FDA Working to Create New Guidance for Metals in Food

FDA Working to Create New Guidance for Metals in Food

Scientific advances have enabled increased detection and data on metals.

April 12, 2018

Some metals. such as arsenic, lead, cadmium, mercury and others, occur naturally in certain foods, because they are environmental pollutants in air, water and soil and enter the food supply when plants take them up as they grow. While FDA has actively monitored the levels of these metals, scientific advances have enabled increased detection and data, thus the agency is seeking to identify other areas in which we can further improve our efforts to reduce the level of these metals in foods.

Thus, in 2017, FDA established the Toxic Elements Working Group, led by Conrad Choiniere, FDA CFSAN director of the Office of Analytics and Outreach. The workgroup is focused on shaping what FDA will do to protect consumers of all ages from these metals when present in foods.

Following are extracts from an online Q&A with Choiniere about the workgroup and its mission:

Part of our mission is to use a risk-based approach to prioritizing and modernizing what we do about these contaminants. We are attempting to target our efforts based on levels of the different contaminants in foods and other products, the amount of the products consumed, and the population groups that consume them, to identify areas where we can have the greatest impact. We also have to consider the feasibility of any potential solution. For example, if we identify a food that may have relatively high levels of a heavy metal, we need to look into whether and how we can reduce those levels. Can they be reduced by changing how the food is grown or manufactured. Should we also be informing consumers about what they can do to protect themselves? Once we zero in on the problem, we can offer remedies.

In the short term, we are working on finalizing the draft guidance that sets an action-level for the presence of inorganic arsenic in infant rice cereals and apple juice. Also, we have taken note that the Centers for Disease Control and Prevention has lowered the acceptable level of lead in blood. That, in turn, has led us to begin reevaluating the specific lead levels that FDA has set for a variety of foods.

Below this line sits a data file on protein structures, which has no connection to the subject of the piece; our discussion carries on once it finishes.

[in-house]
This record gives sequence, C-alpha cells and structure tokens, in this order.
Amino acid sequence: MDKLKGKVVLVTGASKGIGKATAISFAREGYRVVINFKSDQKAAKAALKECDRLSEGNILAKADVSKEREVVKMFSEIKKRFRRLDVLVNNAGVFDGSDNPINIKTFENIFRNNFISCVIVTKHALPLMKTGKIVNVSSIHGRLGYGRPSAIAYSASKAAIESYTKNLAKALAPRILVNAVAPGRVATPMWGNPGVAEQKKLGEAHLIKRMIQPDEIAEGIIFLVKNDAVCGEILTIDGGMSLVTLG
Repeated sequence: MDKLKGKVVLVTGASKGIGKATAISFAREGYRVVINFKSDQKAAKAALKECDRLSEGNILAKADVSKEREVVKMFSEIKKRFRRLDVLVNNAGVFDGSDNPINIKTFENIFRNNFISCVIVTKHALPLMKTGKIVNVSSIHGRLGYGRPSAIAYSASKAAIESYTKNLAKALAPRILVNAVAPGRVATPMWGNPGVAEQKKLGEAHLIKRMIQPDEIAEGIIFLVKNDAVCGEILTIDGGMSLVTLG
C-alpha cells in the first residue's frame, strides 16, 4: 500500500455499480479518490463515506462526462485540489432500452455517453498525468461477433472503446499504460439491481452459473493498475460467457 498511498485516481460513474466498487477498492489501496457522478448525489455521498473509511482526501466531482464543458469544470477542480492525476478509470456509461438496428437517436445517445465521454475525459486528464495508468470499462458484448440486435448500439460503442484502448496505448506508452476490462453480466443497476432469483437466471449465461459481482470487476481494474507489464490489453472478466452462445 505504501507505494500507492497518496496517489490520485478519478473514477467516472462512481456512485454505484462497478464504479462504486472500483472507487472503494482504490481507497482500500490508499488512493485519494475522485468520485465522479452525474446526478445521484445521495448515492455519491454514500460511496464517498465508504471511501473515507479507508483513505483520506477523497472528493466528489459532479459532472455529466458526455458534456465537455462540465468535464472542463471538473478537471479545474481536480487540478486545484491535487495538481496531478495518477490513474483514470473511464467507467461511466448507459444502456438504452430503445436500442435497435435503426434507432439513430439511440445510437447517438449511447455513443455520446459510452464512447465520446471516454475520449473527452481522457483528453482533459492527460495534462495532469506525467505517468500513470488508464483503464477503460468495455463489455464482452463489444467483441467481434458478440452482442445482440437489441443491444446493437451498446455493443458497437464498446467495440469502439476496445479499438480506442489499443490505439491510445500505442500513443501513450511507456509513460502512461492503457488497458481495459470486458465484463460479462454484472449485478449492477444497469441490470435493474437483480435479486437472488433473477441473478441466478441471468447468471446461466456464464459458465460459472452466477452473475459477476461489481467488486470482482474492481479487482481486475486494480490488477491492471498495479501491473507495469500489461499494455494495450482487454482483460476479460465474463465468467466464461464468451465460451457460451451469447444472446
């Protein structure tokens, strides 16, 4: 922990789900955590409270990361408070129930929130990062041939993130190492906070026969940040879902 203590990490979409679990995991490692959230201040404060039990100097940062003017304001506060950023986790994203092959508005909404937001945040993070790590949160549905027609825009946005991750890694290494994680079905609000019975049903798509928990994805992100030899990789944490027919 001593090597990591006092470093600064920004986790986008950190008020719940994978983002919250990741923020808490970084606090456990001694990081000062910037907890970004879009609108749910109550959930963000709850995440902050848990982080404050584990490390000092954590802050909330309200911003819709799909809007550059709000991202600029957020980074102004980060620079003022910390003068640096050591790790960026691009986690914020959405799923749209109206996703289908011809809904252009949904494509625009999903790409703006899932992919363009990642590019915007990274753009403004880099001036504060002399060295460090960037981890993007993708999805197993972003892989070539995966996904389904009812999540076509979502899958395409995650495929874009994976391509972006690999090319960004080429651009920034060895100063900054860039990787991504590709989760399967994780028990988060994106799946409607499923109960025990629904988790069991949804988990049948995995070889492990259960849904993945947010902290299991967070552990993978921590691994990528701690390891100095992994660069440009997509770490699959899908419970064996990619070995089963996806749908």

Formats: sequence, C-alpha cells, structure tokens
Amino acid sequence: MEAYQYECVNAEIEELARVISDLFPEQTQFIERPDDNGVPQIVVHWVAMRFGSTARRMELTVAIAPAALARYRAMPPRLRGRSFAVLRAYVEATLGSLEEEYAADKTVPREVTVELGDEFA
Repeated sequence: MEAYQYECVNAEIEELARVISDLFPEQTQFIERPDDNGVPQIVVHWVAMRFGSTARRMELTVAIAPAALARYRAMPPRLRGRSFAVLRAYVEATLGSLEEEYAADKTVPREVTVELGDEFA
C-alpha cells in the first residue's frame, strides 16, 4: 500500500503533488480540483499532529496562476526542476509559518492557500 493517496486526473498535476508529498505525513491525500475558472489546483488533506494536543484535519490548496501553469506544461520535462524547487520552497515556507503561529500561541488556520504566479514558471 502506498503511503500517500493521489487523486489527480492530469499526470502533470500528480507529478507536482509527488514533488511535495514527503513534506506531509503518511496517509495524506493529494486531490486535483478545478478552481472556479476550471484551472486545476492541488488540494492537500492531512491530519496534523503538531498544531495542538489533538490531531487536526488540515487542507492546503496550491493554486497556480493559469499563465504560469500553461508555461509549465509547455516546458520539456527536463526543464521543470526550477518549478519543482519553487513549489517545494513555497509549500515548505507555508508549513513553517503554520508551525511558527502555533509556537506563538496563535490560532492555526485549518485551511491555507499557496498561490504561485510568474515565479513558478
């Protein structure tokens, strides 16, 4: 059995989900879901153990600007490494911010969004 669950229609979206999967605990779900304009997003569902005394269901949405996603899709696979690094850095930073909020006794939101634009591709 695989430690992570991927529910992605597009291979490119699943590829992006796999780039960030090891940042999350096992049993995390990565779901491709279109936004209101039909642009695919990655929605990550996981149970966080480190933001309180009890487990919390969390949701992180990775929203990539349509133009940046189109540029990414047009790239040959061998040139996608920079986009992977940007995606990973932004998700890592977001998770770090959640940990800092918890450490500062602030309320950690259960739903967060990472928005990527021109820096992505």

This isn’t the first time the agency has taken a close look at the presence of these metals in our food. In recent years, FDA has provided advice to consumers related to eating seafood and infant rice cereals and proposed levels to industry for reducing arsenic in some of the foods consumed by infants and young children. After taking these actions, the agency committed to taking a more strategic, global approach -- looking at all the metals across all foods rather than one contaminant, one food at a time.

Part of the work involves studying the large amount of data FDA has collected over the years. We have been collecting data on contaminants and nutrients in foods for decades as part of our Total Diet Study. We routinely sample products from across the country. We don’t target specific brands or stores but choose foods that are representative of the American diet. We have sampled hundreds of foods and tested them for nearly 400 contaminants, including the four metals, so we have a lot of data to work with. We also use data from other studies to understand how much of these foods people are eating and who specifically is eating them. Then we use all the information to determine how much of a contaminant may be getting into any person’s diet on an annual basis.

One thing that comes across when I look at the data is that there isn’t one single source we can point to that results in exposure to these metals. Even though the levels of a metal in any particular food is low, our overall exposure adds up because many of the foods we eat contain them in small amounts.

FDA is exploring ways to get input from all stakeholders (consumers, industry, state and local partners, and other public health agencies) on what should be considered. The agency sees it as a good opportunity to bring together stakeholders to gather as much data and input as possible to help the group make the best recommendations possible. Read the full Q&A at https://www.fda.gov/Food/FoodborneIllnessContaminants/Metals/ucm604173.htm.